By: Sheela N. Magge, MD, MSCE, FAAP
In adulthood, metabolic syndrome—a group of at least 3 of 5 risk factors including central obesity, high blood pressure, high blood sugar, abnormal cholesterol, and high triglycerides—predicts cardiovascular disease and type 2 diabetes mellitus. But it turns out that deciding when a child has metabolic syndrome is more complicated, because there is not a uniform definition for metabolic syndrome in children.
The American Academy of Pediatrics (AAP) recognizes that children are not small adults. That's why the AAP recommends pediatricians (and parents) focus more on the risk factors and risk factor screenings when approaching metabolic syndrome prevention in children and adolescents.
Steps to Lessen Your Kids' Chances of Developing Metabolic Syndrome Risk Factors:
Improve what your child eats and drinks. Among the multiple dietary factors associated with obesity, lack of whole grain, and fiber intake is most strongly correlated with the development of insulin resistance. Higher consumption of fruits and vegetables—which contribute dietary fiber as well as micronutrients—is known to reduce risk of atherosclerotic cardiovascular disease in adulthood. Having a diet that's high in calories and low in nutrients and consuming lots of fast food and sweetened beverages can put kids at risk for metabolic syndrome.
Get enough exercise. Physical activity is beneficial for weight management. By taking just one of those hours spent in front of a screen each day and spending it on something that gets the blood flowing, kids can dramatically improve their blood pressure, cholesterol, and sensitivity to the effects of insulin.
Monitor screen time. The number of hours a child spends each day in front of a screen is directly related to body mass index (BMI) and calories consumed per day. The AAP discourages screen use except for video chatting before 18 to 24 months of age and recommends that pediatricians help families develop a Family Media Use Plan specific for each child that ensures entertainment screen time does not displace healthy behavioral factors, such as adequate sleep and physical activity.
Get enough sleep. Short sleep duration inversely predicts cardiometabolic risk in teens with obesity—even when controlling for degree of obesity and levels of physical activity. Some studies in adults and children have found either too much or too little sleep is problematic.
Avoid tobacco smoke exposure. No surprise here—it's just about the worst thing people can do to their heart and lungs. Either alone or in combination with metabolic syndrome risk factors, smoking greatly increases your child's risk for developing heart disease.
Risk Factor Screenings at Well-Child Visits:
Obesity. An annual obesity screening is recommended for all children using the BMI formula. Pediatricians can refer children with BMI at or greater than the 95th percentile for a comprehensive weight-management program (if available locally). Pediatricians with a special expertise in this area may also be able to help children within their own practice.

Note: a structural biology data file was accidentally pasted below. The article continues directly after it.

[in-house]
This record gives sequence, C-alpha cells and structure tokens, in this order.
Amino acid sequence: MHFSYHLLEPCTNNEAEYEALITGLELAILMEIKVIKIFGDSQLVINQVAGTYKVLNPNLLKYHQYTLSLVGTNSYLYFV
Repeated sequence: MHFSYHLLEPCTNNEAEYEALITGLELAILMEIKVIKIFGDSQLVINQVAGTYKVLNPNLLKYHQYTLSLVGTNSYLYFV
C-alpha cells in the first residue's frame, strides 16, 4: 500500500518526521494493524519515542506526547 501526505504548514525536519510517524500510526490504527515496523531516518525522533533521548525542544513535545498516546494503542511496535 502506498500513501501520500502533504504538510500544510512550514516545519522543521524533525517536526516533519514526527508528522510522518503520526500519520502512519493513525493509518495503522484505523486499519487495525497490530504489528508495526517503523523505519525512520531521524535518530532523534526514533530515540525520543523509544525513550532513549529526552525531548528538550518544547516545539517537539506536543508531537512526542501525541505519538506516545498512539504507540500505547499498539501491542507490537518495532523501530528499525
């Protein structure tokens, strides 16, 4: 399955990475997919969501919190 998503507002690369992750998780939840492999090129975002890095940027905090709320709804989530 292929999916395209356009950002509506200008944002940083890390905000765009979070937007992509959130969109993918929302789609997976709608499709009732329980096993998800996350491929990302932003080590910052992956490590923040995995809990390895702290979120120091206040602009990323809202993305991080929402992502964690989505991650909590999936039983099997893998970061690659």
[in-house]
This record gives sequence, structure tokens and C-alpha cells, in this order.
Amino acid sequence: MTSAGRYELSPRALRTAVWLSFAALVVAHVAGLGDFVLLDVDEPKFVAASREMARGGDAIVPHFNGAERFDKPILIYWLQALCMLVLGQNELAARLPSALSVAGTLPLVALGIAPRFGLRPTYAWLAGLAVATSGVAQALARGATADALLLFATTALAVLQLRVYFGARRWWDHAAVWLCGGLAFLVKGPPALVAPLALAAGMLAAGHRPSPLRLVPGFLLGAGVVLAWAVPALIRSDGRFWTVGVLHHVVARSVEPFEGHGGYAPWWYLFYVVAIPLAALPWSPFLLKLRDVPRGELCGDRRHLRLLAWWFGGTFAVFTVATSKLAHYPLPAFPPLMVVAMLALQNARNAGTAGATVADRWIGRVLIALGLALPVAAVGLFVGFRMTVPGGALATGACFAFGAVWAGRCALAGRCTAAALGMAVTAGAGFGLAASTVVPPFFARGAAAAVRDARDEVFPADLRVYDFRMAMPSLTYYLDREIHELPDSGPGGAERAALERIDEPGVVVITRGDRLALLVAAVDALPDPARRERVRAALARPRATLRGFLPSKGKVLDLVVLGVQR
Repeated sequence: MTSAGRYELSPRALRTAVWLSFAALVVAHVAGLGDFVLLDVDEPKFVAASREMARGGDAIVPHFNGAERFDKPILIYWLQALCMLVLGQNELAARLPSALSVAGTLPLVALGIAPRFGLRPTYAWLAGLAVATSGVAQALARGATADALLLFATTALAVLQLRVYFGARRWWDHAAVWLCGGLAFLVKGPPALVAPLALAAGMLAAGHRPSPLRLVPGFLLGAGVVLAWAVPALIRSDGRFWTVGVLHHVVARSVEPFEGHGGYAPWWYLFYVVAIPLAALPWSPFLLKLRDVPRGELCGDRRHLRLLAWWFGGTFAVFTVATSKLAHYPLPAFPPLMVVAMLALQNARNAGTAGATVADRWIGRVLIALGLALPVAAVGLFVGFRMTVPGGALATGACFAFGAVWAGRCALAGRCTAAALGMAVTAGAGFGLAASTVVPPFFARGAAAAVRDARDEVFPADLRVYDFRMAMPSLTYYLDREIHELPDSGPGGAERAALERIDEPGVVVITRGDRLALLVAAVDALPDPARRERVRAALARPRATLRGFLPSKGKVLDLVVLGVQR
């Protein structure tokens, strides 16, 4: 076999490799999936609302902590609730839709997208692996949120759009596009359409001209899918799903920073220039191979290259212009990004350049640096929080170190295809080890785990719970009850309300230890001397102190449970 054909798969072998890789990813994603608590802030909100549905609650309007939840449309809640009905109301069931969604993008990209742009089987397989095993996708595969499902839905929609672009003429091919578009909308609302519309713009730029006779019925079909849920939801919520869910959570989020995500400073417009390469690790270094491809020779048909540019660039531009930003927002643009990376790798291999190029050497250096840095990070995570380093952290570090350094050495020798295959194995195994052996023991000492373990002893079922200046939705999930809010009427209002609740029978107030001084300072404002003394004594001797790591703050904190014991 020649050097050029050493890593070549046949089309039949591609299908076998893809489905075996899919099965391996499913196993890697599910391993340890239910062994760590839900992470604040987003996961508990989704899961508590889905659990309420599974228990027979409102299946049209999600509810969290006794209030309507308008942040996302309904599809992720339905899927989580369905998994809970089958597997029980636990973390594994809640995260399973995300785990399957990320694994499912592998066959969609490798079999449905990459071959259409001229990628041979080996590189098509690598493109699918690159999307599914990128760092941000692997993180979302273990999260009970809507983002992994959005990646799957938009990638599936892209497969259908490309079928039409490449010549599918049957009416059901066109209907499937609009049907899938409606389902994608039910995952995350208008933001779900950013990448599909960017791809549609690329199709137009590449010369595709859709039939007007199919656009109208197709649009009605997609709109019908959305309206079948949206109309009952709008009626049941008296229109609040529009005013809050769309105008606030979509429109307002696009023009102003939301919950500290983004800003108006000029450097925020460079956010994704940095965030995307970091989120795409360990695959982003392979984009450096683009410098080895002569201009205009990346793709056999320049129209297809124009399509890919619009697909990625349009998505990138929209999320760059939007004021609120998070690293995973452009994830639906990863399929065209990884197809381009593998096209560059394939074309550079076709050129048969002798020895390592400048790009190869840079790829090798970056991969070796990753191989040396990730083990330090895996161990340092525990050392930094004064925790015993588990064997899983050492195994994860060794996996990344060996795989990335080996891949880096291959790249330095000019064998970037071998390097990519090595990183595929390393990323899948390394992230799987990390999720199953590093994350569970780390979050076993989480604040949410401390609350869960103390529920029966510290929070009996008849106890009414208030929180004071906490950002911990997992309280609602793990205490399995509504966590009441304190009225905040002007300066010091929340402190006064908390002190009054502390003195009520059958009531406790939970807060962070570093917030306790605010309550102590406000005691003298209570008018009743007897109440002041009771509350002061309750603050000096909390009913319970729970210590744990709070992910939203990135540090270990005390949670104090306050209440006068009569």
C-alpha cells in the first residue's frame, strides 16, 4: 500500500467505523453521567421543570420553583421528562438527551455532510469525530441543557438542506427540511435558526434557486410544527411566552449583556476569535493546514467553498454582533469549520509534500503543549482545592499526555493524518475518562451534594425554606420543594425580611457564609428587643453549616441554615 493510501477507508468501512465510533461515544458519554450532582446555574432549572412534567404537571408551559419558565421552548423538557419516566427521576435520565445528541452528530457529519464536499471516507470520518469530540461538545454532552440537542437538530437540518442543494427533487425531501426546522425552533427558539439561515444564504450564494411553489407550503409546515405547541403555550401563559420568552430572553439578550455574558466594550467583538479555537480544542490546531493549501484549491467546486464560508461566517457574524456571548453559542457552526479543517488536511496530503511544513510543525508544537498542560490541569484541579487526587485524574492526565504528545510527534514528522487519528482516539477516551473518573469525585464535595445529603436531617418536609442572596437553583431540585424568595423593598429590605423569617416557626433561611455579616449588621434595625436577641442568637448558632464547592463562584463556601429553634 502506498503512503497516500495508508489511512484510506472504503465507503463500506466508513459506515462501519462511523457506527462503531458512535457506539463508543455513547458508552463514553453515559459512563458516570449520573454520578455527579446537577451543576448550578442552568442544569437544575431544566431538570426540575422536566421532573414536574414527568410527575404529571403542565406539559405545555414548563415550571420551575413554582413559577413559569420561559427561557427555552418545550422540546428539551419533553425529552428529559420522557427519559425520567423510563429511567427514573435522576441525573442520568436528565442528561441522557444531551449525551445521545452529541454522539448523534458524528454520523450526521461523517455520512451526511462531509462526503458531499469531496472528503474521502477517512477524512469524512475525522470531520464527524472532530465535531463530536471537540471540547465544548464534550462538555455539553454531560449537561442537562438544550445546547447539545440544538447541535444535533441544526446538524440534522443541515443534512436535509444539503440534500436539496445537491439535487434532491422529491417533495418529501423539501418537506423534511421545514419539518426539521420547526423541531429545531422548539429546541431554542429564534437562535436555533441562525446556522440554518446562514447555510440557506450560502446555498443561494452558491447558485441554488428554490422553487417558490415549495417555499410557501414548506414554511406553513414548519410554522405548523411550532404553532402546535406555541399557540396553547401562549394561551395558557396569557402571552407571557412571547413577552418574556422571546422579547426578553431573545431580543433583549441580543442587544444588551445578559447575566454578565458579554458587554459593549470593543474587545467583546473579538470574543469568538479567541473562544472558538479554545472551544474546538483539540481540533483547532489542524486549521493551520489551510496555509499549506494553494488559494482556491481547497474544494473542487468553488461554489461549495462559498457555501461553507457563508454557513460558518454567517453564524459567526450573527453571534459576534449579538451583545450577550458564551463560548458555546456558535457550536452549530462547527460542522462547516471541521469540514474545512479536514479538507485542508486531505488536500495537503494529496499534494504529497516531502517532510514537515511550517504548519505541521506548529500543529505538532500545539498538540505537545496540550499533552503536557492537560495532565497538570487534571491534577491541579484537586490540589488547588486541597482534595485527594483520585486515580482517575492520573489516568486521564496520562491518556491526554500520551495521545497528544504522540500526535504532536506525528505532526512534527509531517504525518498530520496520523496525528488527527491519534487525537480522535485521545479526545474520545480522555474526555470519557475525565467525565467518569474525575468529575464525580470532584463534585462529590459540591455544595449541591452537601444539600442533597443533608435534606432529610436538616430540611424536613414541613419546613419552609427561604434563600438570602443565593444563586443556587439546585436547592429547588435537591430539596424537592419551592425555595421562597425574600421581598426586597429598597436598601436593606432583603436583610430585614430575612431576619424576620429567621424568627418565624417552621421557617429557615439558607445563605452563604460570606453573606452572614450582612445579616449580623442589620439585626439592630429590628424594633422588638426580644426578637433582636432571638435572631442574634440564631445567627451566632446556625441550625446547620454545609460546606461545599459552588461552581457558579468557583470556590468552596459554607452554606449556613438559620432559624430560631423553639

High blood sugar (glucose abnormalities). The AAP recommends children 10 years or older (or pubertal) with a BMI at or greater than the 85th percentile and 2 additional risk factors be screened with a fasting glucose test every 2 years. Children found to have prediabetes or type 2 diabetes mellitus on screening can be referred to a pediatric endocrinologist for management and/or monitoring.
High blood pressure (hypertension). All children should be screened annually for elevated blood pressure. This can be done at your child's annual well-child visit.
Cholesterol. A nonfasting non-HDL cholesterol or fasting lipid screening should be performed in all children between the ages of 9 and 11 years. The AAP also recommends a fasting lipid panel in children with a BMI at or greater than the 85th percentile. See Cholesterol Levels in Children and Adolescents for more information.
Treating Risk Factors:
If your child has multiple risk factors for metabolic syndrome, it does not necessarily mean that he or she will develop heart disease or diabetes, but the chances are increased—especially if the risk factors involved aren't improved or eliminated. For some kids, lifestyle changes may be enough to reduce the risk for serious disease. Remember, it's easier for kids to make better choices if they see their parents doing the same!
Additional Information & Resources:
About Dr. Magge:
Sheela N. Magge, MD, MSCE, FAAP, is an Associate Professor of Pediatrics at the George Washington University School of Medicine and Health Sciences and pediatric endocrinologist at the Children's National Health System (CNHS). She serves as the Director of Research for the Division of Endocrinology and Diabetes, Director of the Participant and Clinical Interactions (formerly CRC) of the Clinical and Translational Science Institute at CNHS, and Associate Director of the Center for Translational Science. She is a member of the American Academy of Pediatrics (AAP) Committee on Nutrition and Section of Endocrinology. Dr. Magge served as the lead author of the AAP Clinical Report, "The Metabolic Syndrome in Children and Adolescents: Shifting the Focus to Cardiometabolic Risk Factor Clustering."